Osgood Schlatters Disease

What is Osgood Schlatters?

Does your child complain of sore knees during or after sport? In many cases, this can be avoided by doing warm-up and warm-down stretches.

But when stretching alone doesn’t prevent the pain, your child may be suffering from a common growth-related condition known as Osgood Schlatters disease.

What causes it?

Osgood Schlatters Disease You may be aware that bones grow faster than muscles. Osgood Schlatters condition arises because of this varying growth rates between the bones and muscles of teenagers, combined with extensive use in exercise and sport. This can lead to tightness where tendons, muscles and bones attach, resulting in inflammation and pain within or just below the knee. In some cases, a painful lump may also appear just below the kneecap.

Who is at risk?

This painful condition most commonly appears in active boys and athletes aged 10 to 16, especially those involved in running and jumping activities.

Activities that put a strain on the patella tendon (just below the kneecap) can cause it to become inflamed and painful, during and after sport.

Is there a cure?

Whilst there is no cure for the condition, it is reassuring to know that active teens and athletes usually outgrow the condition as their growth slows approaching adulthood.

In the meantime, rest is vital for healing, and if training is to continue, only exercises that avoid straining the affected area should be undertaken. Ice packs can also help alleviate the pain.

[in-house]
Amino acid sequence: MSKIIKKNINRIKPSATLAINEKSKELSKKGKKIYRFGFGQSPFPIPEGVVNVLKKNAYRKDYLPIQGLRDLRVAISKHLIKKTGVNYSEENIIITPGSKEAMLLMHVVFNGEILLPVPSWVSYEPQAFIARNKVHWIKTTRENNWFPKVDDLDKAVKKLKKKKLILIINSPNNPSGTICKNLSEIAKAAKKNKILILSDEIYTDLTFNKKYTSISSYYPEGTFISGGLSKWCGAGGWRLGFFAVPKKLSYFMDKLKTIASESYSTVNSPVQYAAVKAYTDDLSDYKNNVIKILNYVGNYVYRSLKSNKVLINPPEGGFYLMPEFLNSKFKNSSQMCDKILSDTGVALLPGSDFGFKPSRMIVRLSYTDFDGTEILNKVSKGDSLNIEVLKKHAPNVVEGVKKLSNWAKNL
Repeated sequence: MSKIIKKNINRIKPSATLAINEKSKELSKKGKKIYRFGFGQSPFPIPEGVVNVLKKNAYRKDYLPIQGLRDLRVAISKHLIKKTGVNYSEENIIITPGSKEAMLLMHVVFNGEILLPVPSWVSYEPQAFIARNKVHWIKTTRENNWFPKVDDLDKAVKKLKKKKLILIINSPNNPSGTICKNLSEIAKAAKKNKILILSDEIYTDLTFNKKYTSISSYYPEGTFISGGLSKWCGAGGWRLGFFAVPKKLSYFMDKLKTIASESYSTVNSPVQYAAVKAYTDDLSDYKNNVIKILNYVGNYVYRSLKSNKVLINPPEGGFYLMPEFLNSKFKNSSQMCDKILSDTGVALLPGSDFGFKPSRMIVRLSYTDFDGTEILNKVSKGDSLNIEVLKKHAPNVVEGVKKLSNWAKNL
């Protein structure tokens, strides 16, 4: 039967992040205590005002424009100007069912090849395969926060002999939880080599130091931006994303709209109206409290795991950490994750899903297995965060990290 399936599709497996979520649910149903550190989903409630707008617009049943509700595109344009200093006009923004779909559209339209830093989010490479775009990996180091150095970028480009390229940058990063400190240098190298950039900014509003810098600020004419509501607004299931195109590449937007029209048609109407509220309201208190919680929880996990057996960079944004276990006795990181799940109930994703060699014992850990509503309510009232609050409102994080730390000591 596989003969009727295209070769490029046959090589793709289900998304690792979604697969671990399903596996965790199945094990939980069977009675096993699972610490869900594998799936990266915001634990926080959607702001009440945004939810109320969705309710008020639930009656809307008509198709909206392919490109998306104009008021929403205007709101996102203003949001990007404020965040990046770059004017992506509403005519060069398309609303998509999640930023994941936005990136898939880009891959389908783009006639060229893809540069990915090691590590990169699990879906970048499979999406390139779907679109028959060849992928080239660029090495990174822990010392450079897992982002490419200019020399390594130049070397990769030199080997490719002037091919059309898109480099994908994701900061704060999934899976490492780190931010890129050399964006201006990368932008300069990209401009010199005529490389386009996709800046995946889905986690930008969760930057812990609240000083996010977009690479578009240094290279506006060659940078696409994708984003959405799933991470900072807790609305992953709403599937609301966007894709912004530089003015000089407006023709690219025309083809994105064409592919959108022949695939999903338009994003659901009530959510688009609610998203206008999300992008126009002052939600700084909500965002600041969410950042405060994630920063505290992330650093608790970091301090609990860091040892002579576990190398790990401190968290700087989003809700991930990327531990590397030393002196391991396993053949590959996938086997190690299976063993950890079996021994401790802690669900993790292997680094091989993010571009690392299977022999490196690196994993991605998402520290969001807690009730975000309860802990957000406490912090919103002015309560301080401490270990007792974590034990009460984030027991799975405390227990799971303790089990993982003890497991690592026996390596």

How we can help?

A professional diagnosis is important firstly to confirm that it is in fact Osgood Schlatters disease, and there isn’t another underlying problem or coexisting condition. We may, depending on the seriousness, prescribe custom-made foot orthotics to correct the athlete’s lower limb alignment. We may also use sports massage techniques on the quads and patella tendon to relieve pain. And we may refer serious athletes to a physiotherapist for a comprehensive and holistic approach to managing the condition.

How you can help?

As you know, teenagers aren’t always good at listening to instructions! So you may need to remind them (often) that it is essential to warm up and warm down with proper stretching techniques, before and after exercise.

In fact, similar growth-related problems can occur in other parts of the body, such as the foot (heel) pelvis, hip and arm, where tendons insert into the growing bone, and these too may be avoided with proper stretching.

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